Cuadrilla in June deposited 21 chapters of environmental studies with the Lancashire County Council associated with plans for up to four shale gas exploration wells in the area.
The company produced an 8-minute video with environmental consultant group Arup outlining the information in the documents.
Cuadrilla Resources Chief Executive Officer Francis Egan said the industry would start off on the right foot.
"We know shale gas exploration can be done safely, securely and in an environmental responsible way, and we will do that," he said in a statement.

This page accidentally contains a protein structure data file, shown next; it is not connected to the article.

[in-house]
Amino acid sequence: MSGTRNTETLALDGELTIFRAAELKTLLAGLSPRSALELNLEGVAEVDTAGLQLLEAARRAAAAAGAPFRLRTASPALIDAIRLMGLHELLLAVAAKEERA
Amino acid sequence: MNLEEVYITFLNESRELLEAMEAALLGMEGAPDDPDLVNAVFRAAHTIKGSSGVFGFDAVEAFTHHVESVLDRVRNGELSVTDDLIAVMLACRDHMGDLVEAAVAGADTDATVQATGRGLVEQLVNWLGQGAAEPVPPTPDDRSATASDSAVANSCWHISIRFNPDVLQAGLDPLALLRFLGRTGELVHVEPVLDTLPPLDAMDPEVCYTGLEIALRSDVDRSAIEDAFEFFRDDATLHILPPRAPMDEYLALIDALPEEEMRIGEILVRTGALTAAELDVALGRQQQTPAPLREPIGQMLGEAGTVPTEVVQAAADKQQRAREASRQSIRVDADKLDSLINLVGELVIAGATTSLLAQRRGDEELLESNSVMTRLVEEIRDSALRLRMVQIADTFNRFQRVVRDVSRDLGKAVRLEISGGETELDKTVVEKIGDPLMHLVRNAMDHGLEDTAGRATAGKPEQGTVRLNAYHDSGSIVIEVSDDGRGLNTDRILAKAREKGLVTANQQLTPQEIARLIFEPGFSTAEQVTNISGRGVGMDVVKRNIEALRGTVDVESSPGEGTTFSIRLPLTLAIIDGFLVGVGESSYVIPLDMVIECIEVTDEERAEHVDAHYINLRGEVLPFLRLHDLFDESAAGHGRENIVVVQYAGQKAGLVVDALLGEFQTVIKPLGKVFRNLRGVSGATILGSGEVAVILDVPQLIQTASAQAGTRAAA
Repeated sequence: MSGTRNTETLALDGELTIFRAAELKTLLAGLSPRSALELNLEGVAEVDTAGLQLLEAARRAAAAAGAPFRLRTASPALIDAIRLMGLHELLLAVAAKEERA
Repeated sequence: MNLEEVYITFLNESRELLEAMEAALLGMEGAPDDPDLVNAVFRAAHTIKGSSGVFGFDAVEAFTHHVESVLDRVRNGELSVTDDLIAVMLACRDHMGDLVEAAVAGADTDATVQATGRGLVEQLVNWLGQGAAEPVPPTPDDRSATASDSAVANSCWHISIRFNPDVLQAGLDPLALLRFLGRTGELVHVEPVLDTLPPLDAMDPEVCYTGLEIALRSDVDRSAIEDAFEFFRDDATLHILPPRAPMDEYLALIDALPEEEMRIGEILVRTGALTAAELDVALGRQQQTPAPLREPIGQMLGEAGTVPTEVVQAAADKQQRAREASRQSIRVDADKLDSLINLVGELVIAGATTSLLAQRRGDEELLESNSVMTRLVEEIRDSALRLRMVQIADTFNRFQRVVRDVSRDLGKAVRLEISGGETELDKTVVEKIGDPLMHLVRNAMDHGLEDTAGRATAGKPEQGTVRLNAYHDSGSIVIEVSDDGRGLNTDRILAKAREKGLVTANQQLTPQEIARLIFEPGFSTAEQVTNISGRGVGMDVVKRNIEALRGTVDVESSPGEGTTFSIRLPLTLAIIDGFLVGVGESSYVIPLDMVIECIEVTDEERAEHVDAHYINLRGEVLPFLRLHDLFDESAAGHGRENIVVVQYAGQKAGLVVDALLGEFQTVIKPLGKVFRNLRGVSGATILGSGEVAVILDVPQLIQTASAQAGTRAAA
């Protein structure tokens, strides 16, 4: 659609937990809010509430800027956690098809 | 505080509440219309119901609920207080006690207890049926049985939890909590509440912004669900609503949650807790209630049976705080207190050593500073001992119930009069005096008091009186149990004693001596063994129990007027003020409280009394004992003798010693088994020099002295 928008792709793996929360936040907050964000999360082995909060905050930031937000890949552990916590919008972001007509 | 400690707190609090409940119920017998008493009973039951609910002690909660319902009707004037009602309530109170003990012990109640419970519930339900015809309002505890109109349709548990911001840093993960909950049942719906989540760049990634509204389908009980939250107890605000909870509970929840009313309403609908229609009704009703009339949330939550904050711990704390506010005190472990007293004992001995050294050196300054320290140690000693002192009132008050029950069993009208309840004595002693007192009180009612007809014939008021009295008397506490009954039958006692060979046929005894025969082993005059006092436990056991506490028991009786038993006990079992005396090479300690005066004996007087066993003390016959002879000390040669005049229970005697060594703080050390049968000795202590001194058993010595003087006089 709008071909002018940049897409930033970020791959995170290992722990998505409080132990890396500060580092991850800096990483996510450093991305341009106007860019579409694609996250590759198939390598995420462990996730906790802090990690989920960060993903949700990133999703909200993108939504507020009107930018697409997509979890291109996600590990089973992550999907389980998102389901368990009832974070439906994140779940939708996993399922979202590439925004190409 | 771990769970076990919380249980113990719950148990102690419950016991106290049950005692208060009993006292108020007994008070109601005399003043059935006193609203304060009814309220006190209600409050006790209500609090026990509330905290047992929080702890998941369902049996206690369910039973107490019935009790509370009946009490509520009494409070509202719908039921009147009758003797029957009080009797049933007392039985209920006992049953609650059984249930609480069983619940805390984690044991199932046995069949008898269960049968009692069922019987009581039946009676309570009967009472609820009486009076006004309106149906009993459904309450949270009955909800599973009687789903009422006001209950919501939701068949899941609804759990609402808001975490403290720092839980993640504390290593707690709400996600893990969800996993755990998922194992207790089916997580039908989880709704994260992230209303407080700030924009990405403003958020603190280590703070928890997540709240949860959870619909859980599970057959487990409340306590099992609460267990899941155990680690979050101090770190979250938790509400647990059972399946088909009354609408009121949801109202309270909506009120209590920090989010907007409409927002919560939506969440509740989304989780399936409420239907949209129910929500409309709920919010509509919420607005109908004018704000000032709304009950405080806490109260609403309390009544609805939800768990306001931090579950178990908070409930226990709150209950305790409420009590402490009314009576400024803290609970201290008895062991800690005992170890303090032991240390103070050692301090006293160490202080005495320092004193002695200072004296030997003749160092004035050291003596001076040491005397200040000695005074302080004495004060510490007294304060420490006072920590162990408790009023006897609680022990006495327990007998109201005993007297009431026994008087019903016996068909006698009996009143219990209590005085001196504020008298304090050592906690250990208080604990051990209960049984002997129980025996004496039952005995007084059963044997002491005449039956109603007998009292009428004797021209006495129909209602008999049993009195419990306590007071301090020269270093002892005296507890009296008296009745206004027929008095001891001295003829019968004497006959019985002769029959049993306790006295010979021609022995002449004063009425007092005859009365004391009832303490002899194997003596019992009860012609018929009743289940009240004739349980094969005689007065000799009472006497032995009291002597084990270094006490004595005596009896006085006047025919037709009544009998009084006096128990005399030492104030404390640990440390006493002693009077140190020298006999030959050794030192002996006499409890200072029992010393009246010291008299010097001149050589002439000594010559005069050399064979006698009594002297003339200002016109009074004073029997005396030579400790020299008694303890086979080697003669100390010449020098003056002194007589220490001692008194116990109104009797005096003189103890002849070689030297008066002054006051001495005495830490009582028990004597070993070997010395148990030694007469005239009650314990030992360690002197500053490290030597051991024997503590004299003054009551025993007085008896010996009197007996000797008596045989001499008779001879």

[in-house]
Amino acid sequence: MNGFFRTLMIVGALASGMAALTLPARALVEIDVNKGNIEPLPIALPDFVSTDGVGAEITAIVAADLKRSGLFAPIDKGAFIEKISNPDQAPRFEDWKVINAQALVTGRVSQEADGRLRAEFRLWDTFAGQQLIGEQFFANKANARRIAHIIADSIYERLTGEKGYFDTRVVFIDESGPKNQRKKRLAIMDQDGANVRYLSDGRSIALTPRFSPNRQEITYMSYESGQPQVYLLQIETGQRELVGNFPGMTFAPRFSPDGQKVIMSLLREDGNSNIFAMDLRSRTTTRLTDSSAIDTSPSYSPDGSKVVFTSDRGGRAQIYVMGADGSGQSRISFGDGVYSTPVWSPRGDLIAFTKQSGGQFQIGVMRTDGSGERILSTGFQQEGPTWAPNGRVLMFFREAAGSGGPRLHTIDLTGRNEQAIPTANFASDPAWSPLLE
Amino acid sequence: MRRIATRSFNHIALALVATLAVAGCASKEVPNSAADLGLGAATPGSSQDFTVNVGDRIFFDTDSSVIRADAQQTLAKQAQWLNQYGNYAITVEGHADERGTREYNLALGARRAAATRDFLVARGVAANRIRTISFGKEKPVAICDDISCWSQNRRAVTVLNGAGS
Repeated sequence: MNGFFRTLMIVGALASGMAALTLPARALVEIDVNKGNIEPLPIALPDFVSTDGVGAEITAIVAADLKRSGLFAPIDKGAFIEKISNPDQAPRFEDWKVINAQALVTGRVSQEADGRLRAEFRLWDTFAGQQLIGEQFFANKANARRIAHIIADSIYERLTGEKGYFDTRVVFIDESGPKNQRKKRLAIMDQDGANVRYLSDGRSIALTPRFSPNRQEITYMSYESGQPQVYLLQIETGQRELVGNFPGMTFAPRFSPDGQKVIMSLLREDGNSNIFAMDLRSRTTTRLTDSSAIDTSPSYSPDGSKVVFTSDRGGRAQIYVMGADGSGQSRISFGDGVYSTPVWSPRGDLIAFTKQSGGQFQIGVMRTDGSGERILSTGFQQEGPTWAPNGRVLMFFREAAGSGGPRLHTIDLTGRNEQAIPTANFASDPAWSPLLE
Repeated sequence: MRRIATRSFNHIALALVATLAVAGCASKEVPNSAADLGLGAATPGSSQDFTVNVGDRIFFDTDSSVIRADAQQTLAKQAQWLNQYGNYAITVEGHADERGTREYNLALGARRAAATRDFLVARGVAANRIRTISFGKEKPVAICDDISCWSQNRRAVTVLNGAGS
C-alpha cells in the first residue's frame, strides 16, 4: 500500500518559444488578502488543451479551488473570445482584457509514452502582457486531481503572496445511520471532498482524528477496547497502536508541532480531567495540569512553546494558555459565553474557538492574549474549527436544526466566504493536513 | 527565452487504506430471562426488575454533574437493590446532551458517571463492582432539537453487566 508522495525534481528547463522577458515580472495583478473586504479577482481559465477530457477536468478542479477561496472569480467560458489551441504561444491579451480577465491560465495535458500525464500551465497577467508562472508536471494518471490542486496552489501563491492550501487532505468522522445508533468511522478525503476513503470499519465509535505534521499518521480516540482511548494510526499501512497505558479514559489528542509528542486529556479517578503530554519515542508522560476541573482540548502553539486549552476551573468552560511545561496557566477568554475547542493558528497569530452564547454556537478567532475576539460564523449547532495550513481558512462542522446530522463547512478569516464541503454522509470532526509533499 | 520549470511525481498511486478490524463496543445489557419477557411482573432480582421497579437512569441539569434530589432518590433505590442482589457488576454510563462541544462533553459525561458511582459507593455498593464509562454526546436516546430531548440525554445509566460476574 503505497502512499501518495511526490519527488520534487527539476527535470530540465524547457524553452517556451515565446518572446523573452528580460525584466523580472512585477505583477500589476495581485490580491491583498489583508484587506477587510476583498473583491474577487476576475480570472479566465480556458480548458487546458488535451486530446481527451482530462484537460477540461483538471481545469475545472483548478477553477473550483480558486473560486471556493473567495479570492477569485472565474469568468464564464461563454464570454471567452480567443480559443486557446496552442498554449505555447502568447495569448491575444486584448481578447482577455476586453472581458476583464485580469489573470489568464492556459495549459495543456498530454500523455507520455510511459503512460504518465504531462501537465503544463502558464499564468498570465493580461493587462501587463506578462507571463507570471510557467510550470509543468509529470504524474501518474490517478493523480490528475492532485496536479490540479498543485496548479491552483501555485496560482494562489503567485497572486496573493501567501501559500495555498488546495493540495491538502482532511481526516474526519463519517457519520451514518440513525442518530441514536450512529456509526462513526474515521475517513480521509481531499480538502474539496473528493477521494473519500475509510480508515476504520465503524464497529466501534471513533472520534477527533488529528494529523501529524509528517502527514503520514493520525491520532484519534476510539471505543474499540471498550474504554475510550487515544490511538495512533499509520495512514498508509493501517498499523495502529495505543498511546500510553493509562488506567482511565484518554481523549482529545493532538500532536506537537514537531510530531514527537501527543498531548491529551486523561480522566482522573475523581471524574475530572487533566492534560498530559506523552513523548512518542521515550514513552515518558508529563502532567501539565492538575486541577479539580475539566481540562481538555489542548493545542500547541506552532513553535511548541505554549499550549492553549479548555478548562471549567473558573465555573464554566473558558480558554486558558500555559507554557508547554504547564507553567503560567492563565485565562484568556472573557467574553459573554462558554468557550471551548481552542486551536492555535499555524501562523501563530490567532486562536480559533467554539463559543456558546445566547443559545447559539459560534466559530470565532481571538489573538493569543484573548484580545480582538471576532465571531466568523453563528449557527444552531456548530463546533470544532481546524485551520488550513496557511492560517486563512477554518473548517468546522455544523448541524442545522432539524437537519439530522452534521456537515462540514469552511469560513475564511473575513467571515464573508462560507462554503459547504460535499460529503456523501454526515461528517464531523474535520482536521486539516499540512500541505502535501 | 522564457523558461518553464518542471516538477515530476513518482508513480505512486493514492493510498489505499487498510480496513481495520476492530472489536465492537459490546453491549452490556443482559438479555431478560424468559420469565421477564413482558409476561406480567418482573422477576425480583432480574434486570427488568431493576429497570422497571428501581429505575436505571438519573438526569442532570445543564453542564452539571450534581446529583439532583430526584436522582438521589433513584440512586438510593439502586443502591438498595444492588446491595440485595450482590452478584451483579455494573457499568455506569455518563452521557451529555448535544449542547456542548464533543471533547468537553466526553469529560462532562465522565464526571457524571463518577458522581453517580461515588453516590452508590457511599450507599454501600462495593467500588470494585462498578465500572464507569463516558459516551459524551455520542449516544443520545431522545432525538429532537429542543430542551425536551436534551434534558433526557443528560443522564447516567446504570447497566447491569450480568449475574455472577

Protests against Cuadrilla's early shale efforts in the village of Balcombe last year became unruly. Last week, officials in the area balked on a separate drilling application.
Less than a week later, the British government said tapping into the country's shale natural gas reserves could bring substantial economic and environmental benefits.
Des Correia, project director for Arup, said the country is at the dawn of a new energy industry.
"It is important that we set a high bar on standards," he said. "The legacy of our work will help Cuadrilla and other key stakeholders to shape the future of shale gas exploration in the United Kingdom."